To mark the International Day of the Victims of Enforced Disappearances, the Bahrain Center for Human Rights releases a report detailing a sample of cases of enforced disappearances in Bahrain. In 2011, the Bahrain Independent Commission of Inquiry concluded that "the commission is able to determine that the Government of Bahrain concealed or withheld from detainees and/or their families information about the detained persons' whereabouts for periods ranging from days to weeks". The authorities continue to heavily rely on this illegal practice to terrorize the population.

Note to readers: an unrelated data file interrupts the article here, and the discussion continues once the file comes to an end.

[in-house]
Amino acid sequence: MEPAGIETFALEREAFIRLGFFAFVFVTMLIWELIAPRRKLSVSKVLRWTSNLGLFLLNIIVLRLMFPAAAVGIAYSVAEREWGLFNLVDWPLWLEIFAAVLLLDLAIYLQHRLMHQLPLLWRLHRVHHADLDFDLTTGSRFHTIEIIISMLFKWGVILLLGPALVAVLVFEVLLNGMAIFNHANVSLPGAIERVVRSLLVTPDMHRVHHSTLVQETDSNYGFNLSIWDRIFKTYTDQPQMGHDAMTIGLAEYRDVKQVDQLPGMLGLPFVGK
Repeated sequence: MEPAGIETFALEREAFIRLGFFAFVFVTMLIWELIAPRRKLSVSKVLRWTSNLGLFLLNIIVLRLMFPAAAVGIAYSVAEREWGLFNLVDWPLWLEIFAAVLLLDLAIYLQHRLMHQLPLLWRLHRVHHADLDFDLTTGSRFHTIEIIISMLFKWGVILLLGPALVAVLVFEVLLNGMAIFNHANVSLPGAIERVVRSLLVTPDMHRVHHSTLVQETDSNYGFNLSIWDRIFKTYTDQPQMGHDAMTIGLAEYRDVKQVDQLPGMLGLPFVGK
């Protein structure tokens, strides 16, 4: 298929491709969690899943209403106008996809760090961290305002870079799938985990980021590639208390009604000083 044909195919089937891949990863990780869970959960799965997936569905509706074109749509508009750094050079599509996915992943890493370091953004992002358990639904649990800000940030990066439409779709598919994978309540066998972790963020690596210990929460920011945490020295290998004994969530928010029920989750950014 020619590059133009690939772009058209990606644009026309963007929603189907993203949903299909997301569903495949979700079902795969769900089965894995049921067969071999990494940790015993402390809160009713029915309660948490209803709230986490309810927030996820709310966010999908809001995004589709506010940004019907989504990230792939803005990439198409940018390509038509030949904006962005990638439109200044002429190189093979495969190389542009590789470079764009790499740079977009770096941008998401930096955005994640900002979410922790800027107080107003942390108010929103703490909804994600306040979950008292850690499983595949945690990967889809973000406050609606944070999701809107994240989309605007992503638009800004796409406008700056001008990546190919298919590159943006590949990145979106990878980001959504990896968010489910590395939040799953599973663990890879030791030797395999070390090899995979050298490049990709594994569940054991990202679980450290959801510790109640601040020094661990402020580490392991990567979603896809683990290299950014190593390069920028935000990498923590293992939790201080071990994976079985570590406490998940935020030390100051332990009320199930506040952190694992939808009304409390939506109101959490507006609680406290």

In a typical enforced disappearance, a family's home is raided in a pre-dawn attack by the security forces, along with men in civilian clothing wearing masks over their faces. A member of the family is abducted by the authorities, and the home is ransacked. The authorities often take electronics and cash, which are never returned. Almost without exception, the family is not presented with an arrest warrant. When the family then tries to contact the abducted individual at the local police station, they are informed that the person is not in their custody, which often later turns out to be false. Detainees are frequently prevented from contacting their family for days, and sometimes weeks. Victims of enforced disappearances have been repeatedly subjected to torture and ill-treatment, interrogated without the presences of a lawyer and coerced into signing false confessions. They are deprived of their most basic rights.